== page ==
More than 6.4 million single LGBT adults and 324,000 same-sex couples will receive the full direct payout under the Coronavirus Aid, Relief, and Economic Security Act ( CARES Act ), according to a new analysis by the Williams Institute at UCLA School of Law. Even more single LGBT adults and same-sex couples with higher incomes will receive some amount of direct assistance, and those with children will receive an additional $500 per child.
On March 27, 2020, Congress passed the CARES Act to provide economic relief to people and businesses impacted by the COVID-19 pandemic.
"Various parts of the CARES Act will positively impact a significant number of LGBT people, including the unemployed, those who are food insecure, parents, seniors, students, veterans, and American Indians," said study author Christy Mallory, the state and local policy director at the Williams Institute.
292,000 LGBT adults filed for unemployment benefits last week. The CARES Act provides $600 in additional unemployment benefits per week.
826,000 LGBT people work in healthcare. The CARES Act provides support and resources for health care workers, including funding for protective equipment and critical media supplies.
1.9 million LGBT adults participate in Supplemental Nutrition Assistance Program and 3.1 million LGBT adults experience food insecurity. The Cares Act provides additional funding for SNAP and assistance for food banks.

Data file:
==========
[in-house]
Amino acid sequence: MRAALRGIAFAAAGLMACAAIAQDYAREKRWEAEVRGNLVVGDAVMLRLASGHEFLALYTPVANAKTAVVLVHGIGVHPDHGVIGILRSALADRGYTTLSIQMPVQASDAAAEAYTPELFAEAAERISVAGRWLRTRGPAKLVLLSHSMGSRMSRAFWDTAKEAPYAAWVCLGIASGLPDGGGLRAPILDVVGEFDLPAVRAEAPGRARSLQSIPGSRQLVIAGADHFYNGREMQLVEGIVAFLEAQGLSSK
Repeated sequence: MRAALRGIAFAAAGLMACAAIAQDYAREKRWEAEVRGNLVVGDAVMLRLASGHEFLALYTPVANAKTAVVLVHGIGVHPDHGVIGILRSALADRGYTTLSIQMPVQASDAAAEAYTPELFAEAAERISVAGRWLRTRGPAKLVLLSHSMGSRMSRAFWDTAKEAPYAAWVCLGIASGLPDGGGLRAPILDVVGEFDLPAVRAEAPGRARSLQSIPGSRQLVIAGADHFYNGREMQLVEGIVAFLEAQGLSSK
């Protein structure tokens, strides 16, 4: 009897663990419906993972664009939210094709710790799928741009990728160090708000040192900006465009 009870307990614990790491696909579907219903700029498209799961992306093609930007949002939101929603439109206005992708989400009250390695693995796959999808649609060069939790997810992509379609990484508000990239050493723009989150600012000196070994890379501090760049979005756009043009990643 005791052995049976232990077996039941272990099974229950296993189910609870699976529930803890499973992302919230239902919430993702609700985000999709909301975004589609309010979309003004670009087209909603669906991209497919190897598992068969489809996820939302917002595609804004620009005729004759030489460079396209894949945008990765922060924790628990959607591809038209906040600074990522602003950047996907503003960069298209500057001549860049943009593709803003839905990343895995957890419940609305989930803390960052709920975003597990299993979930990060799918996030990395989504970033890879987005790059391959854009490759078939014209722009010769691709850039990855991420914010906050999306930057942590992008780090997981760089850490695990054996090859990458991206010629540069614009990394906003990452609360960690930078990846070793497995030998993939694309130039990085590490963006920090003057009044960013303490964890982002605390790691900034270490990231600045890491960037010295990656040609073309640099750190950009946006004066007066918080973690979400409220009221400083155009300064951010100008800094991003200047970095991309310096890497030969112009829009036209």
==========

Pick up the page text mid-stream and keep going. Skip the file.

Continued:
285,000 LGBT people are American Indian or Alaska Native and 63,000 LGBT people may live on reservations. The Cares Act provides funding to tribes for health care, education, and social service programs.
814,000 LGBT adults are age 65 and older. The Cares Act provides assistance with home and community-based services.
3.6 million LGBT people age 15 and older are students and 1.4 million LGBT adults have student loans. The act provides funding to schools to support students' needs as well as student loan assistance.
601,000 LGBT people are veterans. The act provides funding for medical treatment at VA hospitals and assistance for veterans who are homeless and at-risk of homelessness.
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The Williams Institute at UCLA School of Law, a think tank on sexual orientation and gender identity law and public policy, is dedicated to conducting rigorous, independent research with real-world relevance.
—From a press release by The Williams Institute at UCLA School of Law